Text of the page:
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“Saving-to-Suitors” Clause

Article III, Section 2 of the U.S. constitution grants original jurisdiction over maritime cases to federal courts.  All admiralty actions in rem come under federal admiralty jurisdiction.[i] Federal admiralty jurisdiction does not provide the right to jury trial regarding actions in rem.

Federal law introduced a saving to suitors clause in order to allow a party to pursue a remedy in a state court for a maritime claim when entitled to such remedy.  The saving-to suitors clause provides jurisdiction to state courts in cases such as minor personal injury, cargo damage, or property claims, that could be resolved by common-law.[ii] Federal and state courts have concurrent jurisdiction in most admiralty cases.  However, admiralty actions in personam can be initiated only in state courts.

The saving to suitors clause provides common law remedy to claimants with a right to jury trial in maritime issues.  Therefore, the clause extends only to common law remedies.  The clause does not extend to substantive law.

State courts have concurrent jurisdiction in all admiralty cases except for actions in rem.  The saving to suitors clause authorizes state courts to apply state laws in admiralty cases.  However, state courts cannot make substantial changes in general admiralty law.[iii]

Although substantive state law application is not promoted in admiralty cases, state courts can use state procedural laws in regulating admiralty cases.  When a party files a suit in a state court in an action in personam in a maritime dispute, the party is bound by the procedural rules of the state.  State courts provide claimants the right to jury trial in admiralty actions.[iv]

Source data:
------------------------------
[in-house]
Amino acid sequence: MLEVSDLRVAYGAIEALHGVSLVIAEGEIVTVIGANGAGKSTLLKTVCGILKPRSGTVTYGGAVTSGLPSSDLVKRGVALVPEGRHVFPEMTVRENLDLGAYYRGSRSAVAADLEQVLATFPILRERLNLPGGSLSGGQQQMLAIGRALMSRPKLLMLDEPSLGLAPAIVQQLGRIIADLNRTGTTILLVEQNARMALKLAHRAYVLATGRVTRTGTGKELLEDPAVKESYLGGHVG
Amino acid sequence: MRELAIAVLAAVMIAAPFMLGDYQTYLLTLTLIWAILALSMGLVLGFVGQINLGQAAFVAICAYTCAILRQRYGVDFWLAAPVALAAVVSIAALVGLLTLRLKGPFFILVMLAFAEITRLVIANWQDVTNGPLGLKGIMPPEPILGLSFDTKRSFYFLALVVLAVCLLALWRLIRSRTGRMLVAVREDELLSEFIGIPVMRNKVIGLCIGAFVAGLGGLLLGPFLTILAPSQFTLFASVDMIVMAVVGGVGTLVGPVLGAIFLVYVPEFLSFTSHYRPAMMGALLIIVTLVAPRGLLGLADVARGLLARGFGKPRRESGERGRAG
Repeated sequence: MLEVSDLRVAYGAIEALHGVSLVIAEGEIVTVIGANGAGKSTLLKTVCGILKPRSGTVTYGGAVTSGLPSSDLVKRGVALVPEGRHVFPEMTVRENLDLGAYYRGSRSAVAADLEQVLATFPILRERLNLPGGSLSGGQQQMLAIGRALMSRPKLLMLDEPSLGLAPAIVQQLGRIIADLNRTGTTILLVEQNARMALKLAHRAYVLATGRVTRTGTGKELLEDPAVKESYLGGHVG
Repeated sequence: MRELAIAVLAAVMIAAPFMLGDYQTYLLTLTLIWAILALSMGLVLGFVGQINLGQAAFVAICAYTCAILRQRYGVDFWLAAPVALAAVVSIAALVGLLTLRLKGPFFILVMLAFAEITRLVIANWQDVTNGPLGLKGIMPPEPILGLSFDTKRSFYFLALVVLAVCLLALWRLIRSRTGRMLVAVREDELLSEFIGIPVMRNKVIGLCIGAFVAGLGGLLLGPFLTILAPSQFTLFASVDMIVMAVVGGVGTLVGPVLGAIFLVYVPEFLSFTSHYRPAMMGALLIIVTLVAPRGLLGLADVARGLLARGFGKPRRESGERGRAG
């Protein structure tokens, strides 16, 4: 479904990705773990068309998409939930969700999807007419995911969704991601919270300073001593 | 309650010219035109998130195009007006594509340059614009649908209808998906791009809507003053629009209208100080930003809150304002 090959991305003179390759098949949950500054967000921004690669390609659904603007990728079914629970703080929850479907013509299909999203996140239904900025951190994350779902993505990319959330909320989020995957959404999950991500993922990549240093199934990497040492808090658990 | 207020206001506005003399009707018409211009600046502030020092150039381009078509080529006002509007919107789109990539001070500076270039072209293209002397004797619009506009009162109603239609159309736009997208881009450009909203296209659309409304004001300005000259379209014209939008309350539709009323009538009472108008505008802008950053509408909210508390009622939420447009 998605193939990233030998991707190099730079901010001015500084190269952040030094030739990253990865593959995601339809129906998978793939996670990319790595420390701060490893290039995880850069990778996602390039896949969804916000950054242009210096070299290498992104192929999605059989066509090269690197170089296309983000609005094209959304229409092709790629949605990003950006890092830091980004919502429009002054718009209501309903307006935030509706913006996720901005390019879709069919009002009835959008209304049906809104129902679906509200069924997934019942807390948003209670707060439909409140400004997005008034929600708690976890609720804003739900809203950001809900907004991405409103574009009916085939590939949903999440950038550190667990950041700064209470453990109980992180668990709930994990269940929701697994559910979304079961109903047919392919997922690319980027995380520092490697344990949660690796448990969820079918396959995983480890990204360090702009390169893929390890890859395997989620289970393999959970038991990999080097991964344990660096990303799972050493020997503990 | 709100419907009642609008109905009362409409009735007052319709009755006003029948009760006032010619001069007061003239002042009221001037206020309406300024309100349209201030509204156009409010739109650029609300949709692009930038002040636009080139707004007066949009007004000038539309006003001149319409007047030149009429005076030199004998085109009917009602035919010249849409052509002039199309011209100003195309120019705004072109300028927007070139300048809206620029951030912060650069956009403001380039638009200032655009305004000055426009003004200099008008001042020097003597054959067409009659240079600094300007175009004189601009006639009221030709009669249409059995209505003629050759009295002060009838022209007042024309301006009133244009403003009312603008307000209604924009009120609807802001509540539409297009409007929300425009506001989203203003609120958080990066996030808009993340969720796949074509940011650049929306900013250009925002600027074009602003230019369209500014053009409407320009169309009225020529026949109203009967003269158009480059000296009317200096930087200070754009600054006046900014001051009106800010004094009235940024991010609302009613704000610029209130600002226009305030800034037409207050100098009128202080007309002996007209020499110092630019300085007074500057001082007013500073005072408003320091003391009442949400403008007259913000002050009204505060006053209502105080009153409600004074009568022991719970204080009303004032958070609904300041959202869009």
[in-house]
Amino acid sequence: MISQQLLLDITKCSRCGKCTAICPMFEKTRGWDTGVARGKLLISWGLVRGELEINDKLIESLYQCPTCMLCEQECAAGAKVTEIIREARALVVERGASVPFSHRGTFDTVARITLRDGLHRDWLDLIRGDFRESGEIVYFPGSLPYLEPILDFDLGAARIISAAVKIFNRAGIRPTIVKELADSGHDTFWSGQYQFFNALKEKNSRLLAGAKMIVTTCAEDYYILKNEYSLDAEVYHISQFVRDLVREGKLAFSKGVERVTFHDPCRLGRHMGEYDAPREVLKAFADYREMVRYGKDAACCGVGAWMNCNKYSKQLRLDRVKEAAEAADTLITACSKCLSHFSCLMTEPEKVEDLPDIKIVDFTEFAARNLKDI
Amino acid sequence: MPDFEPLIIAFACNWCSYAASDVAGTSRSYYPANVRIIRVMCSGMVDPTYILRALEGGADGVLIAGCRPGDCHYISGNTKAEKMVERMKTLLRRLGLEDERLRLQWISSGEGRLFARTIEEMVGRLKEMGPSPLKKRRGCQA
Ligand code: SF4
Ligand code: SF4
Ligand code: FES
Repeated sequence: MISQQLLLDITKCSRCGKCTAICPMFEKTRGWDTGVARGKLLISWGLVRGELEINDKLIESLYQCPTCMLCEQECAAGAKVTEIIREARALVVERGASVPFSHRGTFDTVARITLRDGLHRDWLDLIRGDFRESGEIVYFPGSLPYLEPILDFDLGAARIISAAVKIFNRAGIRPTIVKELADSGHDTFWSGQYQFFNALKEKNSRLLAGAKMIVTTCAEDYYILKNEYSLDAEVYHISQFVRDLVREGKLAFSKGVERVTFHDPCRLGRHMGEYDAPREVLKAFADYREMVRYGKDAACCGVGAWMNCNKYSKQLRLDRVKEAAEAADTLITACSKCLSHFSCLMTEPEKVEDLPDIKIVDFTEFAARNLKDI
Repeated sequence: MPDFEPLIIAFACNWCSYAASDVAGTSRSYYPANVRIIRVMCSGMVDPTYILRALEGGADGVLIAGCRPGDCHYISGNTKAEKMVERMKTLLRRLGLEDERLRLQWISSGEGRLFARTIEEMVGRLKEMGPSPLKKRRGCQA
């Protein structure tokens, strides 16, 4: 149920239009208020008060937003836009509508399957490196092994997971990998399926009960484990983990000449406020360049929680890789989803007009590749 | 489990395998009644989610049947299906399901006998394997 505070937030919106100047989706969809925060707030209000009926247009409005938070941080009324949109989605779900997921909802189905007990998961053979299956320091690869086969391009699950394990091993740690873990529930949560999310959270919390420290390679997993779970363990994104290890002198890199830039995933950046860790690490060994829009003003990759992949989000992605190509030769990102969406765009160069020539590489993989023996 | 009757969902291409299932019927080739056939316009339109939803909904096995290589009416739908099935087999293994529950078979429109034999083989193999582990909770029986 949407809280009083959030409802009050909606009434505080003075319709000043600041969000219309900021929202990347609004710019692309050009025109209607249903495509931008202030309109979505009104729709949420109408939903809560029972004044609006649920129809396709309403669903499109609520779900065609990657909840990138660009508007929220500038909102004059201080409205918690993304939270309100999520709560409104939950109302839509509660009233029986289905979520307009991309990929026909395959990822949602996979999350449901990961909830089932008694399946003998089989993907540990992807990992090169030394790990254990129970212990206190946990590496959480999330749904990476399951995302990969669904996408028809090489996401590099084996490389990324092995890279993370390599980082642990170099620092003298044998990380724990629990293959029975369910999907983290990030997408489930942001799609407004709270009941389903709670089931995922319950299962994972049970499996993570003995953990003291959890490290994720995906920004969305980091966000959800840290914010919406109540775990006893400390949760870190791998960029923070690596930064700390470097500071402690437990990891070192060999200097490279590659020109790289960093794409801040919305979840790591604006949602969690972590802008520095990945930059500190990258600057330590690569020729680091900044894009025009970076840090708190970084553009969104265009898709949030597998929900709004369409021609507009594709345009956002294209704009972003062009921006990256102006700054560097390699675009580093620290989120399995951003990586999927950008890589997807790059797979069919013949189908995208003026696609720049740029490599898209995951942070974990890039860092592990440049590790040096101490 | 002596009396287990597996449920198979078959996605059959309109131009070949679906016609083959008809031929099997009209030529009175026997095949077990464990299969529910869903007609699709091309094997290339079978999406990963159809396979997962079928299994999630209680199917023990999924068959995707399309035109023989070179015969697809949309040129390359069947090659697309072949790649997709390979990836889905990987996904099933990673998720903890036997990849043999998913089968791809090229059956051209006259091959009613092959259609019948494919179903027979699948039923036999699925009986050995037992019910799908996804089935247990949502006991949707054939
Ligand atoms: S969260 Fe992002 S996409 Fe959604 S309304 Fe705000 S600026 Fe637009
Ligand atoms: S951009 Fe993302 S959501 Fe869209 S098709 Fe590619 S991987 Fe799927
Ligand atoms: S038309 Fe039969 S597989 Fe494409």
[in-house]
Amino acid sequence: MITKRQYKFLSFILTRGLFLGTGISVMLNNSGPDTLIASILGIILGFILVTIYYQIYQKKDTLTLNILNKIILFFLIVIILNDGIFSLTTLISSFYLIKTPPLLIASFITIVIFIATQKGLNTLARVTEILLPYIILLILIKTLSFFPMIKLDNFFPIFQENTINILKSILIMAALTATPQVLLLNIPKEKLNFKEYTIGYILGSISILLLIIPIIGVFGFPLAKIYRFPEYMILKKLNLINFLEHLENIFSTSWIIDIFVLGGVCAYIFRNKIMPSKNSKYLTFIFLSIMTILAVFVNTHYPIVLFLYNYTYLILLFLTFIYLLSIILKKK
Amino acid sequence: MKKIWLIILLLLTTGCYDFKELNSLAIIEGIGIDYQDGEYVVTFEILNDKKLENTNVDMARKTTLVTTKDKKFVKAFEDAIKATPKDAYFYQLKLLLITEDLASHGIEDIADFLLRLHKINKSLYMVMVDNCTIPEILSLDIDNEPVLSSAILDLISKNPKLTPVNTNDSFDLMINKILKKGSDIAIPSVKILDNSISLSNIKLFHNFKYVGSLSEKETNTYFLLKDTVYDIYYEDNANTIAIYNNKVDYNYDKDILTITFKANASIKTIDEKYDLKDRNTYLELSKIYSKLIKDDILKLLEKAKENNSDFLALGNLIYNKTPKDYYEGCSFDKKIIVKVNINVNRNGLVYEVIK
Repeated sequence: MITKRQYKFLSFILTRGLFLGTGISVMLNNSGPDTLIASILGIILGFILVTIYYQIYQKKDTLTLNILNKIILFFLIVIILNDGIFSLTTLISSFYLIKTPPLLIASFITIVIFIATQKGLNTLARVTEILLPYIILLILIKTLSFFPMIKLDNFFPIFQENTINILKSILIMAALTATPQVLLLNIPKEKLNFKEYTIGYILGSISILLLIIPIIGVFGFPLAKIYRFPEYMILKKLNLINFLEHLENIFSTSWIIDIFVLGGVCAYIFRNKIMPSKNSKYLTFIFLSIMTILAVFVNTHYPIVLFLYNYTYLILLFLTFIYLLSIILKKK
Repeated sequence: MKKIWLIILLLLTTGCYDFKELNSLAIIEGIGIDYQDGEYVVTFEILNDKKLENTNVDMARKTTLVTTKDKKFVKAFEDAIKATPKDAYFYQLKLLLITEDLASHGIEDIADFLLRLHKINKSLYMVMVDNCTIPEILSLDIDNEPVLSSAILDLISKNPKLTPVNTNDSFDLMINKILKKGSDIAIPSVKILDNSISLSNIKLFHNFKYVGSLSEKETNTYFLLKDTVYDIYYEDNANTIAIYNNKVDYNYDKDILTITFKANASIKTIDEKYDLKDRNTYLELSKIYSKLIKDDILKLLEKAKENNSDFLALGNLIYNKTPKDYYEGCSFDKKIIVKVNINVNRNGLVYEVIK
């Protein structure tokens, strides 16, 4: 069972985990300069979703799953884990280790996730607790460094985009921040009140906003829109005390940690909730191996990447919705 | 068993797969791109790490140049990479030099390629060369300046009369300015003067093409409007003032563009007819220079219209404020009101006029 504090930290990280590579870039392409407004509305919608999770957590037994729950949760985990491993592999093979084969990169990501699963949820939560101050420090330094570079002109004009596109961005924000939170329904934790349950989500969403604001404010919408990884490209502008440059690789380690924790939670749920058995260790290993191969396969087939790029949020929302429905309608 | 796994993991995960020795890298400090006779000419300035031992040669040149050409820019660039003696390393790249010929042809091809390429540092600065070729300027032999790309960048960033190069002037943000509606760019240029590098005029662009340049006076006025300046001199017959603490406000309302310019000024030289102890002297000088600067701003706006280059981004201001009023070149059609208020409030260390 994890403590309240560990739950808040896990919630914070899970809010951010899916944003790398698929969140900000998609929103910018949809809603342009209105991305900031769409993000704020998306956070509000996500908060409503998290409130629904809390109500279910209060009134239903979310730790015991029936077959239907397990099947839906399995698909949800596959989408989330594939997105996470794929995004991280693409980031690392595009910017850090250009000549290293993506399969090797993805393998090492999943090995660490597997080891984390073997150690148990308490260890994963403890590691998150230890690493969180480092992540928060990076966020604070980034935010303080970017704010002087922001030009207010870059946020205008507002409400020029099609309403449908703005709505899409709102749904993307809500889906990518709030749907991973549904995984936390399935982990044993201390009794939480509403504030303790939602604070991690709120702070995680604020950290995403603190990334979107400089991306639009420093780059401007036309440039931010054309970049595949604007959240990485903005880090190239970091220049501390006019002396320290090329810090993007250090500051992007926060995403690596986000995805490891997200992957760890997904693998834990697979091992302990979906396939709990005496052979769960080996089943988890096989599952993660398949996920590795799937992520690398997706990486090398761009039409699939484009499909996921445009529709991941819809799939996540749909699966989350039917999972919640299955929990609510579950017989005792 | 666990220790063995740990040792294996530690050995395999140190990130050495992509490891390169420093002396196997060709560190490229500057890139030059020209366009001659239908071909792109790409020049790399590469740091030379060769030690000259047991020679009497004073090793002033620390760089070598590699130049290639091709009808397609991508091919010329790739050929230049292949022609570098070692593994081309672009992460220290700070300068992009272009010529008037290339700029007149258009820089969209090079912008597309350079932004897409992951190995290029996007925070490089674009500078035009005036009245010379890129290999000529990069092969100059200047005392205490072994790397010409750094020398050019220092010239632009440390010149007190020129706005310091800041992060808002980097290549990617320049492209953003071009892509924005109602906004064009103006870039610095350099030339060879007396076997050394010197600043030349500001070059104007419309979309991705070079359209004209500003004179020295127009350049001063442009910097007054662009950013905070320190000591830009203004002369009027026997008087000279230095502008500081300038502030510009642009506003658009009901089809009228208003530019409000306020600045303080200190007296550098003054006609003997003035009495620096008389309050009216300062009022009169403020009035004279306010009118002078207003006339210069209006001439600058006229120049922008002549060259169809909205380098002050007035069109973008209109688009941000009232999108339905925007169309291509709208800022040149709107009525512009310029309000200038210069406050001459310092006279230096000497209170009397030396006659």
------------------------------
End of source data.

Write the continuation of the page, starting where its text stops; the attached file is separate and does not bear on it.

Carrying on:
Generally, an admiralty claim filed before a state court in an admiralty matter cannot be shifted to a federal court.  However, such a transfer is permissible when it does not cause any prejudicial effect on a claimant.[v] The claimant’s right to choose a forum and right to jury trial provided by the saving to suitors clause will not be affected by such a transfer.

An admiralty case before a state court can be shifted to a federal court only after considering citizenship and residence of a claimant.[vi]However, when a federal court lacks jurisdiction in a maritime dispute, the case cannot be shifted from a state court to federal court.[vii] When diversity jurisdiction is not applicable also, federal courts cannot remove a case from state courts in an admiralty case.[viii]

[i] Canino v. Londres, 862 F. Supp. 685 (D.N.H. 1994)

[ii] Stainless Steel & Metal Mfg. Corp. v. Sacal V. I., Inc., 452 F. Supp. 1073 (D.P.R. 1978)

[iii] Universal Oil Ltd. v. Allfirst Bank (In re Millenium Seacarriers, Inc.), 419 F.3d 83 (2d Cir. N.Y. 2005)

[iv] Parker v. Rowan Cos., 599 So. 2d 296 (La. 1992)

[v] Regan v. Great Lakes Dredge & Dock Co., 1998 U.S. Dist. LEXIS 18172 (E.D. La. Nov. 12, 1998)

[vi] Demer v. Pacific S. S. Co., 273 F. 567 (D. Wash. 1921)

[vii] Isenhour v. Harvey’s Iowa Mgmt. Co., 2009 U.S. Dist. LEXIS 14313 (S.D. Iowa Feb. 20, 2009)

[viii] Crawford v. East Asiatic Co., 156 F. Supp. 571 (D. Cal. 1957)

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